Xela Nightlife

by Susana Raymundo

If you’re talking Big Concerts, you’ll find them in the Central Park, Municipal Theater, Stadium, out at the Templo Minerva or in the old Army Base in Zona 3. But let’s have a look at what goes on downtown on an ordinary Saturday night.

Around the Central Park is the highest concentration of restaurants, bars, cafés and billiard halls. I like hanging out in the kiosko (that round building without a roof) in the Central Park – it’s a good place to sit and watch the kids hanging around with their bottles of tequila or rum. Sometimes a drunk or druggie will pass by, begging for coins. While downtown has it share of transvestites, you rarely see them in the Park – they prefer to roam the edges – you see them around, with microskirts and enviable bodies.

Sometimes a jam session will strike up in the kiosko – someone has a guitar, someone else has a drum – sometimes these are neighborhood kids, sometimes big name artists who have come to play at the theater but want to connect with the kids on the street.

When I get bored of the kiosko, I make for the discotecas – some charge, others don’t. Either way you feel obliged to drink and eat a little something. Obviously, the places without a cover charge tend to be more crowded.

The bars are like bars anywhere – sometimes you can choose the music, sometimes they have live performances, mostly by Guatemalan musicians. To pass the time while we drink we play billiards or chess or table soccer. And if all that fails, we can always gossip with friends.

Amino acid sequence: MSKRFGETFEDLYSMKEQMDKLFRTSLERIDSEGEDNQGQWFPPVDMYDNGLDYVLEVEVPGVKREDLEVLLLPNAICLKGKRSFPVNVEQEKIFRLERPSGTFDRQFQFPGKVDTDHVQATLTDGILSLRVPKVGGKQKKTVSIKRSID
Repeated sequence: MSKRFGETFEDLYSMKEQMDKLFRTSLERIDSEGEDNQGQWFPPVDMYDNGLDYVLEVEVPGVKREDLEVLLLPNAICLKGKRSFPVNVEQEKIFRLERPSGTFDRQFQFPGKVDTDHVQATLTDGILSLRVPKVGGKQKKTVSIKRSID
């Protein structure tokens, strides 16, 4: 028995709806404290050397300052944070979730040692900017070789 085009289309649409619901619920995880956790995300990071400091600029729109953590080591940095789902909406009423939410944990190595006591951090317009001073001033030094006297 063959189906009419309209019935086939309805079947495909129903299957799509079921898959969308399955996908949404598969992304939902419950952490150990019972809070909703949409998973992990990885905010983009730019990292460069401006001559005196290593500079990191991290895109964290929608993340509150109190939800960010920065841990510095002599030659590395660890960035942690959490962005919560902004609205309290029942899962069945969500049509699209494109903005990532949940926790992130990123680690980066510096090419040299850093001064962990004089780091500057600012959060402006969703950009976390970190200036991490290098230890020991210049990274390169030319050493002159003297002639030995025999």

At closing time the street food vendors come out – barbecued meat, pupusas, hot dogs, garnachas, eggs & beans and tacos, washed down with traditional drinks like atol, arroz con leche, coffee and caliente (a hot fruit punch made with rum).

And as the vendors slowly start to pack up and the sun shows signs of rising all the night owls move towards their cars, hoping that the windows are unbroken, on their way home to worried parents or to their hotels, apartments or somewhere else to continue the party. Some go crawling, vomiting, trying to dodge the police. Some are crying, victims of bad situations and others are jumping for joy, anxiously waiting the next Saturday night in Xela

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